10/1/2019 10:03:00 AM Speculations irrelevant; what matters are facts
By GREGG BONELLI For the Daily News
Sorting facts from opinions is relatively easy if you have them presented in a way that is not intended to mislead you. The trouble is those presenting, on both sides, have an agenda. They believe something, or they work for someone, or they want you to think a certain way.
In a way we all work for the same big boss - America. This is our country and we are citizens, which requires certain things of us. One of those things is to not be fooled by someone trying to mislead us. That is not partisan, that is universal.
So here's a primer for those without much practice at this. We've all had plenty of practice at being lied to. From childhood, we've been told and believed myths and then felt let down later because those well-intended liars wanted us to appreciate their good intentions over and above their deceit. I always thought that a mistake. Children are not stupid; even if they don't think exactly as we do they do, they think, and they remember.
A bit of history is being made in public at the moment and much is being said about it. If I knew the facts, I'd tell you, but I don't. I do know what people have said under oath, and I have watched them say it, which is something I've had a good deal of practice at, so I'm forming an opinion, but it's an important question so I'll reserve judgment until I have all the facts.
If I tell you it's 85 degrees today (it is) that's a fact. You can check it with your phone or a thermometer. If I tell you it's too hot for the end of September and global warming is the cause and we have to stop burning coal and gasoline or we'll ruin the planet for our grandchildren, that's an opinion. Whether I think its hot or not, is personal, whether I think something is the cause of it being hot can be a fact, or an opinion, but I'd have to back it up with evidence to show you that and be right.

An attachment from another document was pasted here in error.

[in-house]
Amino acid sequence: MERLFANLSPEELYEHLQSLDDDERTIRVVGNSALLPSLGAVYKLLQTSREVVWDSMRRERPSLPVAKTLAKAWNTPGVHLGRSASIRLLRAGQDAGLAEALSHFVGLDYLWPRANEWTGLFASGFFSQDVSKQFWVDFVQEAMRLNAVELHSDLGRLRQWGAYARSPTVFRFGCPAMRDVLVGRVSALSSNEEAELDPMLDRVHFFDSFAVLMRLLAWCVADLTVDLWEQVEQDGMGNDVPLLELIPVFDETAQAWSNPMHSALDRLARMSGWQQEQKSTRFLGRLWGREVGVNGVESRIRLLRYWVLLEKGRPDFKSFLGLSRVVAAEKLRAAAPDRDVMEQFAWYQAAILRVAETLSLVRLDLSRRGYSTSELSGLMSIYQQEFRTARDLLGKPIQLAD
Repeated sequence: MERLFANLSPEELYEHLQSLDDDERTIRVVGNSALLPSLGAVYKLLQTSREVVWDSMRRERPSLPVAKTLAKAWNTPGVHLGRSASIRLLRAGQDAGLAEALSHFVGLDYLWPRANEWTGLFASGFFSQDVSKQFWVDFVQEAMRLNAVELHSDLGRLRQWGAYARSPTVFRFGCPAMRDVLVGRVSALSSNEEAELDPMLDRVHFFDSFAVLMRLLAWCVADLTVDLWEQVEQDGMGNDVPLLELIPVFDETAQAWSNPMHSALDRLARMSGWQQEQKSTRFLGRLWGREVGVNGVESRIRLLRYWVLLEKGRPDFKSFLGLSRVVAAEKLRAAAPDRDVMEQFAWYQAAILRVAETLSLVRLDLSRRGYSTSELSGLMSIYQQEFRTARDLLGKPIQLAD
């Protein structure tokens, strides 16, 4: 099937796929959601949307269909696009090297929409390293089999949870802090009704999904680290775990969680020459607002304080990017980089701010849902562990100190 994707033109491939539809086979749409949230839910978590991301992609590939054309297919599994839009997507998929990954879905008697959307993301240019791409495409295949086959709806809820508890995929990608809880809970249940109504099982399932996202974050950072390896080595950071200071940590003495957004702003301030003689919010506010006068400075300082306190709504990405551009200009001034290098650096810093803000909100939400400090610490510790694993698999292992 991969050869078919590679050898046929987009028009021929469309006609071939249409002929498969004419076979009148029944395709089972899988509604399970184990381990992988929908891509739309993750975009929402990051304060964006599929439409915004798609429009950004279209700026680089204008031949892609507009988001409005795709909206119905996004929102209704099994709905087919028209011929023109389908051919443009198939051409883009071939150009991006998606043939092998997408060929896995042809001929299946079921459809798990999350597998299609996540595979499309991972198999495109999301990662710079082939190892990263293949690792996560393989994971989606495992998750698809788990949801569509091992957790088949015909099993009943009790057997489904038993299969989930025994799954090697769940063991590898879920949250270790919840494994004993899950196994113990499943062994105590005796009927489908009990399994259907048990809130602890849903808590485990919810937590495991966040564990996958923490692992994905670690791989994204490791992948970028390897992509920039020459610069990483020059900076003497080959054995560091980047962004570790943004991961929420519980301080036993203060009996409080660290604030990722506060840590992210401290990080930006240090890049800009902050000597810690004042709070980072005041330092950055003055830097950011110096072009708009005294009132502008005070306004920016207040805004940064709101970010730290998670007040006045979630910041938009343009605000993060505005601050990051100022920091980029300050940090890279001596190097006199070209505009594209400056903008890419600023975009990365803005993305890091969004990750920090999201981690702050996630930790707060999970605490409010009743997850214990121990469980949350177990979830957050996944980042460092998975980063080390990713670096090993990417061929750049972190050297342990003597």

Evidence is something that tends to prove a fact. It is not necessarily conclusive, however, and facts can change over time as science improves. This is how previously convicted people in prison get exonerated. It was a fact they were found guilty, but that finding was an opinion based upon the available evidence at the time.
Newly discovered evidence and improved science can change the opinion and justice demands we change the verdict as a consequence.
None of this is personal. I do not like or dislike you because we hold different opinions about what we think the facts show. Opinions based on facts are still opinions. I have the same duty you do as a citizen to form and act on informed opinions about issues that affect our country.
Just now there is the question of impeachment being publicly tried, which is an interesting exercise for those not used to having to use the skill required to get the correct answer.
It helps when someone frames the issue for us, so I'll give a suggestion: Did what the President say in his phone conversation in July to the President of the Ukraine constitute an impeachable offense? That is the question of the moment.
To be a fact it must be verifiable and objective. Opinions, on the other hand, are based on feelings and personal judgments, so it is less important to me what others may think what something said or done means than it is to know what was said and done.
What was said, and what was done to cover it up and hide it later? Those facts are important. The speculations are irrelevant. What matters are the facts. I don't know them, not yet. I look forward to hearing them. So should you.
In the meantime I will withhold judgment about our president of the moment until the next issue comes up, which will be, "Whether the facts constitute an offense sufficient for the removal of the President of the United States from office?" We'll see.